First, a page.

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Appealing to the "hero", "heart" and "head" in nonprofit communications

Appealing to the "hero", "heart" and "head" in nonprofit communications

My first job out of college was working as the Communications and Awareness Manager for a local chapter of the Alzheimer’s Association. So naturally, I was thrilled when the opportunity arose for me to join a creative team in relaunching the website for RISEN International.

RISEN International is a creative startup nonprofit working in Honduras to equip and inspire women and children through quality nutrition and education. They had previously done a soft launch on their website but needed to improve its messaging to engage donors, attract partners and communicate their mission. I was the lead copywriter on the project and worked alongside a team of designers to pull together the website.

Creating online messaging for a nonprofit involves strategy. Below are four questions to keep in mind when writing for nonprofit:

Who is the “hero”?

There are two “heroes” in the nonprofit’s story: 1.) the people they are serving and 2.) the people supporting the nonprofit. In marketing terms, this is identifying your “audience.” You have to drill down and understand who they are in order to communicate the mission of the nonprofit effectively. Never lose sight of the heroes. No matter how pretty the message may sound, if it doesn’t speak true to those it’s for, then you need to refocus.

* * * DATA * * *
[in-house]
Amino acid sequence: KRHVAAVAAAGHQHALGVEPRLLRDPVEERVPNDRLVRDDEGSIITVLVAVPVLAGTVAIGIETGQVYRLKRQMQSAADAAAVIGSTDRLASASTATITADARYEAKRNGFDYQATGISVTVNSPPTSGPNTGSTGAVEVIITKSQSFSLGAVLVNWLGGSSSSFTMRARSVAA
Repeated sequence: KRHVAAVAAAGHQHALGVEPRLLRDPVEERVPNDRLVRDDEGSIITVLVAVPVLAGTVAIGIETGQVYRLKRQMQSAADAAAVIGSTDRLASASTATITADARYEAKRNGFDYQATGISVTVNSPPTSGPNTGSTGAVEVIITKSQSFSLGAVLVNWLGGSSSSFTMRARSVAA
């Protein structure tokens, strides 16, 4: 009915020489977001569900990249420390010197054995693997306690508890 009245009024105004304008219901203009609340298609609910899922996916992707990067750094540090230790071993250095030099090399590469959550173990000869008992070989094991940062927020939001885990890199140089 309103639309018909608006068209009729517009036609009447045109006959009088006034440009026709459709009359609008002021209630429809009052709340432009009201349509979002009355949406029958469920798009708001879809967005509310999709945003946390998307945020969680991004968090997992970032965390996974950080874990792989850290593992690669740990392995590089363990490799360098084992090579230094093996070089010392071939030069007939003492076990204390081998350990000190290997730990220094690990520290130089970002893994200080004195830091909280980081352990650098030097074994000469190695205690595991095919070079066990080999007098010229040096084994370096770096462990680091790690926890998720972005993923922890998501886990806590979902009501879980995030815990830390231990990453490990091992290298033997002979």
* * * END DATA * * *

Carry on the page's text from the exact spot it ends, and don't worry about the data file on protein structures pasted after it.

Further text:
What is the hero thinking?

I collaborated with RISEN International founder, Natalie Zapata, to understand the psyche and struggles of the women and children they serve. As a writer, you can’t assume this part of the story. I absorbed a lot of research about Honduras through statistics and reports from international agencies. This research component is critical. However, it was the ongoing conversations I had with Natalie and reviewing testimonials that were paramount to the effectiveness of the message.

How can I appeal to the heartstrings and the head?

Website visitors need to feel an emotional connection with the nonprofit’s cause. For RISEN International, this was about explaining the “suffer cycle” many Honduran women and children experience daily. Then, for the more factual type visitor, we backed up the emotional stories with well-researched facts and figures from credible sources. A combination of both the “heart” (emotional story of the experience) and the “head” (the facts of the epidemic) is key to appealing to both.

How can I inspire support?

Donations are vital to nonprofit operations and mission fulfillment but don’t underestimate the power of other means of support. Be creative and present multiple ideas, like social media sharing, hosting fundraisers and awareness events, blogging, and much more. By inviting people to be a part of the mission in a variety of ways, you are creating multiple opportunities for participation in areas they are passionate about the most. It positions the nonprofit as interactive and caring toward supporters, and helps keep it in the donor’s thoughts when they are ready to give a monetary donation in the future.

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